Sometimes census “mistakes” are really purposeful omissions. In these cases, our ancestors may have wanted to hide information about themselves or their family.
Intentionally providing misleading information to a census taker may have been a result of distrust of the government. In addition, they may have wanted to hide something about their past from their family or community.
The United States, like many other countries, has a history of discrimination and prejudice. It is not surprising that some of our ancestors may not have wanted to tell the truth about their ethnicity or country of origin to census takers.
Wrong age for household members
It’s very common to see an incorrect year of birth or age on census records. This can be because the person who gave the census taker the information about the household member didn’t know or couldn’t remember the exact age or year of birth.
Wrong country or state of origin
Another common census mistake is an incorrect state or country of origin, either for the household member. While this can occur because of miscommunication, it can also happen because of shifting borders and changing names.
For example, much of Europe was under control of the Austro-Hungarian Empire in the late 1800s. People who were from at least twelve different countries (by modern maps) might have been from “Hungary” or “Austria” on census records.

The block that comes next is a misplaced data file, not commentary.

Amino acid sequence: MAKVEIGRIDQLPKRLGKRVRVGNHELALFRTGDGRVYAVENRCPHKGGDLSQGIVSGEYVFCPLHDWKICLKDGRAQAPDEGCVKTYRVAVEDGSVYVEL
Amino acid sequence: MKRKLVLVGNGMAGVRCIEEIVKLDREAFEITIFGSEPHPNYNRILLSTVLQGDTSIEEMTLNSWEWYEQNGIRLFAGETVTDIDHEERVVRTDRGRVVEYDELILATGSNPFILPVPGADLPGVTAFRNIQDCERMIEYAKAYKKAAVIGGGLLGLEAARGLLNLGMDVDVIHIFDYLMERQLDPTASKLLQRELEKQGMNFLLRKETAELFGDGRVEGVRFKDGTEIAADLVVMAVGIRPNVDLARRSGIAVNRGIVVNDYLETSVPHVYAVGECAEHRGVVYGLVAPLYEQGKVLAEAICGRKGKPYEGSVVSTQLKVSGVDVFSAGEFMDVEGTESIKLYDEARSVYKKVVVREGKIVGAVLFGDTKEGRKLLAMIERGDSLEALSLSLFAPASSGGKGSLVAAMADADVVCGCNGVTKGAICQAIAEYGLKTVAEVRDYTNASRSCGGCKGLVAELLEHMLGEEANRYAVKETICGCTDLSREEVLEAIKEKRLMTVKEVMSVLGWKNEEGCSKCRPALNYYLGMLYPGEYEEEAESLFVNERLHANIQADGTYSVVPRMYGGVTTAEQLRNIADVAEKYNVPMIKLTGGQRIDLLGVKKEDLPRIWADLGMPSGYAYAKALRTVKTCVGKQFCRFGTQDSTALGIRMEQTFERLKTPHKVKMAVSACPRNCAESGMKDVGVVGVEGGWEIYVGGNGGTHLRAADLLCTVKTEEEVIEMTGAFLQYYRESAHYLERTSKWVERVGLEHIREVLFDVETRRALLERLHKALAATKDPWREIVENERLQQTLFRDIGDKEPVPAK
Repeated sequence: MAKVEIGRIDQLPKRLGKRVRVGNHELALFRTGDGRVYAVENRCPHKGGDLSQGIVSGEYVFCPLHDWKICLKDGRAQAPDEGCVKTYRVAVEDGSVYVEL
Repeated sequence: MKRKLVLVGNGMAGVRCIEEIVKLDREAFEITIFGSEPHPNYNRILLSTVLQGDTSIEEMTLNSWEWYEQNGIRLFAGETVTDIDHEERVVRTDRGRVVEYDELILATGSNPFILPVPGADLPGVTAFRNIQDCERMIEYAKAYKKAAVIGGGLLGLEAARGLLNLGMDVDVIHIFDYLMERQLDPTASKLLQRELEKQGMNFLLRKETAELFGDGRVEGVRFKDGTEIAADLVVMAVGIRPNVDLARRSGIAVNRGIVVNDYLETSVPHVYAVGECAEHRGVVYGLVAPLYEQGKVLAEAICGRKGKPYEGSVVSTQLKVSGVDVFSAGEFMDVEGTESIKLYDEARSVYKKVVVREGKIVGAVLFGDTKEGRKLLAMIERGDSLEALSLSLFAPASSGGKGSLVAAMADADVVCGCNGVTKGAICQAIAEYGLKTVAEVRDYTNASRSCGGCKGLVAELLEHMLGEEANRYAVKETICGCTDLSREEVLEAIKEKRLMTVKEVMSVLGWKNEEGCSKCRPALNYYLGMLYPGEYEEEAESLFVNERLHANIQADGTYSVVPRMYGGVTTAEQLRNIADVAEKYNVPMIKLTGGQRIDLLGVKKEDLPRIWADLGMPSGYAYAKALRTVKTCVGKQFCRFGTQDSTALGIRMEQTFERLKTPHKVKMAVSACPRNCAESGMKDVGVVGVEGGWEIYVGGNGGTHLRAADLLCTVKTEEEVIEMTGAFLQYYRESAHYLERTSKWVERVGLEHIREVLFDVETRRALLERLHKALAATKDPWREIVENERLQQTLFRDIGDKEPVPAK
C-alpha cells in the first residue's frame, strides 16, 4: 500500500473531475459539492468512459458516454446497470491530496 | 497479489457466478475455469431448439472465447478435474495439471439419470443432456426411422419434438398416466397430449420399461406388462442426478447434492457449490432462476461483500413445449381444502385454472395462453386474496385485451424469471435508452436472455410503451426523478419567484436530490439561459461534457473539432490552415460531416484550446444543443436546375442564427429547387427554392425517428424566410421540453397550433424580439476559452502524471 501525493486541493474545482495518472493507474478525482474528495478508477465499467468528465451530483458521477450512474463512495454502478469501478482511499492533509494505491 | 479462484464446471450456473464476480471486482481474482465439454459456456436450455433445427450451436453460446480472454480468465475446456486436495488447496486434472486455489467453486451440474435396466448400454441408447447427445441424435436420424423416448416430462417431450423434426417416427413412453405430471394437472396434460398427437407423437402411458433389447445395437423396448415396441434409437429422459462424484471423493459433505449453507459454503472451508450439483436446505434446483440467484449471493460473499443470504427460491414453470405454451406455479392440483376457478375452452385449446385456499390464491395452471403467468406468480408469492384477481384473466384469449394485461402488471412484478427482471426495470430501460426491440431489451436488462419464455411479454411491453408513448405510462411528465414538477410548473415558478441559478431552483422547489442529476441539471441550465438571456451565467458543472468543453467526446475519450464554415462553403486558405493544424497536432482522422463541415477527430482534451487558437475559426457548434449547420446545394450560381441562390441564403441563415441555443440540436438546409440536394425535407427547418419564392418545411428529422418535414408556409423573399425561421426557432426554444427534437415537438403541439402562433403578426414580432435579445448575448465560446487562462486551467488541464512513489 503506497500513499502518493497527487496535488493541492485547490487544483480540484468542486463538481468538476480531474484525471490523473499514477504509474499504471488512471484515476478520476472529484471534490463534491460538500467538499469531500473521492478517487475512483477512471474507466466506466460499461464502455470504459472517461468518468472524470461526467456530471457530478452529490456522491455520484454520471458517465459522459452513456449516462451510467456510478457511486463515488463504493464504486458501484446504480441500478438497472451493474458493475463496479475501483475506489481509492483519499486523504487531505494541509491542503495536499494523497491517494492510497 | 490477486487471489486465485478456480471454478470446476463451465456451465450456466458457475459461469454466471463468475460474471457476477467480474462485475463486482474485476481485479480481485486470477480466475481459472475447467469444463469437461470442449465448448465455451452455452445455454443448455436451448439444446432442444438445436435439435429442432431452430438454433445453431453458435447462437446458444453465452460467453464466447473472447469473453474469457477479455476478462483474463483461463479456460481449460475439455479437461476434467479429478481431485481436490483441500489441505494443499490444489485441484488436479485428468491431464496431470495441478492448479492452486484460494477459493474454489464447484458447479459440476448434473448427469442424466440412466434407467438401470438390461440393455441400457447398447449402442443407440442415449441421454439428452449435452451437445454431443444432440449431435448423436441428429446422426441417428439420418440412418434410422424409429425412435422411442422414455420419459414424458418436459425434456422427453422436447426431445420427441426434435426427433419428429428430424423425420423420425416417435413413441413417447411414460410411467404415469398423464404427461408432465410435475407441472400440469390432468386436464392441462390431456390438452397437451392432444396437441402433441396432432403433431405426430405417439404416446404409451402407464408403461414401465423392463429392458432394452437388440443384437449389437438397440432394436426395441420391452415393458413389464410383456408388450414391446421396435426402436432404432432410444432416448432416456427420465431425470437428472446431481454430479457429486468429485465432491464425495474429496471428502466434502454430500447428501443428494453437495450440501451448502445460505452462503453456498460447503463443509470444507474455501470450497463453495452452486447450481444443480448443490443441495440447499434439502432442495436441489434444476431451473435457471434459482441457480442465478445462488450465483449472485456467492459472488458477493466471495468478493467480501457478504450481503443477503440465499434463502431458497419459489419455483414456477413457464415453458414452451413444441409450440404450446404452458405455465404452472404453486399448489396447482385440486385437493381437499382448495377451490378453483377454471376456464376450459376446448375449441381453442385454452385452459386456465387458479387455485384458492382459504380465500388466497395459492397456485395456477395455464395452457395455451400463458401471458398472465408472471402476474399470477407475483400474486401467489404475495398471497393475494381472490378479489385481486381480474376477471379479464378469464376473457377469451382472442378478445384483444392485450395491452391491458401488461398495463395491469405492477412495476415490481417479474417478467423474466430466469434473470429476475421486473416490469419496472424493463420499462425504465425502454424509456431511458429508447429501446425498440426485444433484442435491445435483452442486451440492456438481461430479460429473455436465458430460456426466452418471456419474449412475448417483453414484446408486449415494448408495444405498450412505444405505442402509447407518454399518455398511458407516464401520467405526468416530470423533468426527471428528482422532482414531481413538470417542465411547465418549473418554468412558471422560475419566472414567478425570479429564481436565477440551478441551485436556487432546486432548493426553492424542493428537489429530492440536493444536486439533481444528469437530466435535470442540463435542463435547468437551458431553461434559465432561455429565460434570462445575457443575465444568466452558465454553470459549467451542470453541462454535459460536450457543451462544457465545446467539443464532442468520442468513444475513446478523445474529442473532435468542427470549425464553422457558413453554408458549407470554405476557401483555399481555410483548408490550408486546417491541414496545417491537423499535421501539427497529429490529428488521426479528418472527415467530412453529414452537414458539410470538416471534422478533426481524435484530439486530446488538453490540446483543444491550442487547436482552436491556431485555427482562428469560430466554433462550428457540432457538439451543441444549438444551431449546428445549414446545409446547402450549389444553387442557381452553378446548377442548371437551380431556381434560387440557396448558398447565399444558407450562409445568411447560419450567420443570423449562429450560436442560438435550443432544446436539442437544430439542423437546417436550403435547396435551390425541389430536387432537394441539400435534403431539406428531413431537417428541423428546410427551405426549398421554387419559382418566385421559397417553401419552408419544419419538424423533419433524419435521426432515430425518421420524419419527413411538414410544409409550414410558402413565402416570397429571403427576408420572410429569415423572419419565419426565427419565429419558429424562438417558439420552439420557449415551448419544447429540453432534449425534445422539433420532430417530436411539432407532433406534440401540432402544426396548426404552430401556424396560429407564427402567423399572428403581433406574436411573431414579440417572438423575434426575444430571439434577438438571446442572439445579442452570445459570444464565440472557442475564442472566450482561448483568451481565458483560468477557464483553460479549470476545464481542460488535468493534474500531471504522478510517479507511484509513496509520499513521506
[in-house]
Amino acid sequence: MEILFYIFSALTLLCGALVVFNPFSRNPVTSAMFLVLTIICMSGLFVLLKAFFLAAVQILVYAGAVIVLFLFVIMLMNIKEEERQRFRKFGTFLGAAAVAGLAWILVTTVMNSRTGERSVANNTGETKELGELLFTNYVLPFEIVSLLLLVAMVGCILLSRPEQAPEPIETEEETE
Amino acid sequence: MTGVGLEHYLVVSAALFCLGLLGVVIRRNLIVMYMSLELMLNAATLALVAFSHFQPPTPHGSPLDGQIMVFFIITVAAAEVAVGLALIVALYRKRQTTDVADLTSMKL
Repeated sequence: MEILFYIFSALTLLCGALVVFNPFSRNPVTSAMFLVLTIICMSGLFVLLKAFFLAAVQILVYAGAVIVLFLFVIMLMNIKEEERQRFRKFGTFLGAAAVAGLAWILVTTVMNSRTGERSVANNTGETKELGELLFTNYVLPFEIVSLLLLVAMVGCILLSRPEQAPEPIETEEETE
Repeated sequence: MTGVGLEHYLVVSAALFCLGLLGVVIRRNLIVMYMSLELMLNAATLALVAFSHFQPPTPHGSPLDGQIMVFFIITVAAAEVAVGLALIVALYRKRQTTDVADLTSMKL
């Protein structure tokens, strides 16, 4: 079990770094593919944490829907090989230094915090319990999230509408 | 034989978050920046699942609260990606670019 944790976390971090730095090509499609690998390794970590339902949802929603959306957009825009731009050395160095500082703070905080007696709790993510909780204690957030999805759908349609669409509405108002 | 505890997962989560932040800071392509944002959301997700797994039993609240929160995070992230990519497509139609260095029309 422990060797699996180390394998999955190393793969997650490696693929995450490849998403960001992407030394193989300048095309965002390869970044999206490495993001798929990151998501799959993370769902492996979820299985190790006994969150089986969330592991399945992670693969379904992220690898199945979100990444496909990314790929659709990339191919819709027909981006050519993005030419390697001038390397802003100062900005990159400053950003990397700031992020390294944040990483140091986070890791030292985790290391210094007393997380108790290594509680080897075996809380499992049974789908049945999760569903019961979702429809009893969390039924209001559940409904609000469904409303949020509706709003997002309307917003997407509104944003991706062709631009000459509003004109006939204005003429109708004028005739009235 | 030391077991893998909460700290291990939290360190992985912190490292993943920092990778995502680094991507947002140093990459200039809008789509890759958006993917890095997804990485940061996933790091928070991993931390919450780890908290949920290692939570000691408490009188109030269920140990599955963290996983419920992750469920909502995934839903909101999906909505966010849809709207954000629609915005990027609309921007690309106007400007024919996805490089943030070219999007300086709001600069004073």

This is one reason why I always suggest checking out old maps!
Wrong place of birth of parents
Similar to incorrect places of birth, we often see the the place of birth of parents listed incorrectly. The first US Federal Census where this type of information is recorded was the 1880 census.
Incorrect places of birth for household member’s parents can occur because of shifting borders, as I mentioned in the previous section in this post. It could have also been because the person providing the information or even the household member didn’t know.
Wrong immigration years
It is very common for the wrong immigration year to be recorded on a census record. This is usually because the person providing the immigration does not remember the exact year that they immigrated.
It’s not surprising that busy immigrants sometimes forgot the exact date of their arrival to the United States. They were usually working low-paying jobs, raising their families, learning English, and trying to assimilate into their new country.
This mistake has caused me a great deal of confusion because one of the reasons that I love census records is that they provide clues about where to look for additional records. I can’t tell you how many times a census record has sent me on a wild goose chase for immigration records for the wrong year.
The final “top” mistake on census records are mistakes that occurred in census records are copying errors. Most people don’t realize that the census forms that they see online are handwritten copies of other census records.
There was often a separate copy created for the different levels of interested governments (federal/state), and this was an opportunity for mistakes to happen.
It is sometimes possible to view the different “versions” of the census forms that were copied and re-copied. There may be other copies held at a local or state archive.
I hope that this post has been interesting and helpful to you in learning about common census mistakes and how they may have occurred. If you have any questions about something that you read in this post, I would love to hear from you in the discussion below.
Thanks for stopping by today!